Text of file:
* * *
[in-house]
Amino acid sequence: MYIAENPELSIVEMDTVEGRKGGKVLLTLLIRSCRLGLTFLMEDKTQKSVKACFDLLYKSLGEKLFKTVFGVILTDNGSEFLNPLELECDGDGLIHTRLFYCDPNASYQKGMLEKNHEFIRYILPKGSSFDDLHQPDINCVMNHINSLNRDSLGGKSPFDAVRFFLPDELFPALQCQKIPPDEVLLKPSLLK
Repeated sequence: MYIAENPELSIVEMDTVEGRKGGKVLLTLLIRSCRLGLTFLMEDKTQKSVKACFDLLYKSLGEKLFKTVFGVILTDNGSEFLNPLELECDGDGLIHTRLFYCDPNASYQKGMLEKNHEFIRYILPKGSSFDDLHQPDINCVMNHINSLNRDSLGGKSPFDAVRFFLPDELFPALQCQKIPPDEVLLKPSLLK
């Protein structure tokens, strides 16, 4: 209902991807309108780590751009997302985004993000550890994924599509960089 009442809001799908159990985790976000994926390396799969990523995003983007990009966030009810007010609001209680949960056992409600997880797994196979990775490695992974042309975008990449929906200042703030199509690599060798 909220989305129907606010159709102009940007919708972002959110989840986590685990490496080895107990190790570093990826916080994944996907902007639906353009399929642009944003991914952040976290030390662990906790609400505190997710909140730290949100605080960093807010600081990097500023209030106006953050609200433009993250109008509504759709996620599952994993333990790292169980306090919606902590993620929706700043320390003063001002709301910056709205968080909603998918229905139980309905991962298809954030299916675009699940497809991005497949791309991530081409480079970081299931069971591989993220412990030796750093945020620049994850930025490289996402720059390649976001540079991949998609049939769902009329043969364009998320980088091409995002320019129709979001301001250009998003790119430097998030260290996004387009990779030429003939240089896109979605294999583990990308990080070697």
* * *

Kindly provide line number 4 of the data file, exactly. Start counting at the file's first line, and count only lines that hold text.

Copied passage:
């Protein structure tokens, strides 16, 4: 209902991807309108780590751009997302985004993000550890994924599509960089 009442809001799908159990985790976000994926390396799969990523995003983007990009966030009810007010609001209680949960056992409600997880797994196979990775490695992974042309975008990449929906200042703030199509690599060798 909220989305129907606010159709102009940007919708972002959110989840986590685990490496080895107990190790570093990826916080994944996907902007639906353009399929642009944003991914952040976290030390662990906790609400505190997710909140730290949100605080960093807010600081990097500023209030106006953050609200433009993250109008509504759709996620599952994993333990790292169980306090919606902590993620929706700043320390003063001002709301910056709205968080909603998918229905139980309905991962298809954030299916675009699940497809991005497949791309991530081409480079970081299931069971591989993220412990030796750093945020620049994850930025490289996402720059390649976001540079991949998609049939769902009329043969364009998320980088091409995002320019129709979001301001250009998003790119430097998030260290996004387009990779030429003939240089896109979605294999583990990308990080070697």